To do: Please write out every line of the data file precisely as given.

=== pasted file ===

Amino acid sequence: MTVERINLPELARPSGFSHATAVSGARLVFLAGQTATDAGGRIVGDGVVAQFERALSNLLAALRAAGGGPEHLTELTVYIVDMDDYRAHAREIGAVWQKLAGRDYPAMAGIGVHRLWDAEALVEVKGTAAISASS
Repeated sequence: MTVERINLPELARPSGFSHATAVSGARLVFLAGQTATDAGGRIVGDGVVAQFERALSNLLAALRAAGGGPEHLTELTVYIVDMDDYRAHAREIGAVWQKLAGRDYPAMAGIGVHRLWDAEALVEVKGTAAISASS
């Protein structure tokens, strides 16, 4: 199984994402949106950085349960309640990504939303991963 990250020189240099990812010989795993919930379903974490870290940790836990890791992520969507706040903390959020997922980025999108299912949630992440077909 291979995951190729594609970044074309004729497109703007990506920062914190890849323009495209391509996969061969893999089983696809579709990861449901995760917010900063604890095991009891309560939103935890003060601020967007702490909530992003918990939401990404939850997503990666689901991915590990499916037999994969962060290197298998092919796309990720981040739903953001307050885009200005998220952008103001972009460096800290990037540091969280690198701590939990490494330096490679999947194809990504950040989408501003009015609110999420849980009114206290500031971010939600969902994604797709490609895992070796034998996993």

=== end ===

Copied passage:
Amino acid sequence: MTVERINLPELARPSGFSHATAVSGARLVFLAGQTATDAGGRIVGDGVVAQFERALSNLLAALRAAGGGPEHLTELTVYIVDMDDYRAHAREIGAVWQKLAGRDYPAMAGIGVHRLWDAEALVEVKGTAAISASS
Repeated sequence: MTVERINLPELARPSGFSHATAVSGARLVFLAGQTATDAGGRIVGDGVVAQFERALSNLLAALRAAGGGPEHLTELTVYIVDMDDYRAHAREIGAVWQKLAGRDYPAMAGIGVHRLWDAEALVEVKGTAAISASS
């Protein structure tokens, strides 16, 4: 199984994402949106950085349960309640990504939303991963 990250020189240099990812010989795993919930379903974490870290940790836990890791992520969507706040903390959020997922980025999108299912949630992440077909 291979995951190729594609970044074309004729497109703007990506920062914190890849323009495209391509996969061969893999089983696809579709990861449901995760917010900063604890095991009891309560939103935890003060601020967007702490909530992003918990939401990404939850997503990666689901991915590990499916037999994969962060290197298998092919796309990720981040739903953001307050885009200005998220952008103001972009460096800290990037540091969280690198701590939990490494330096490679999947194809990504950040989408501003009015609110999420849980009114206290500031971010939600969902994604797709490609895992070796034998996993």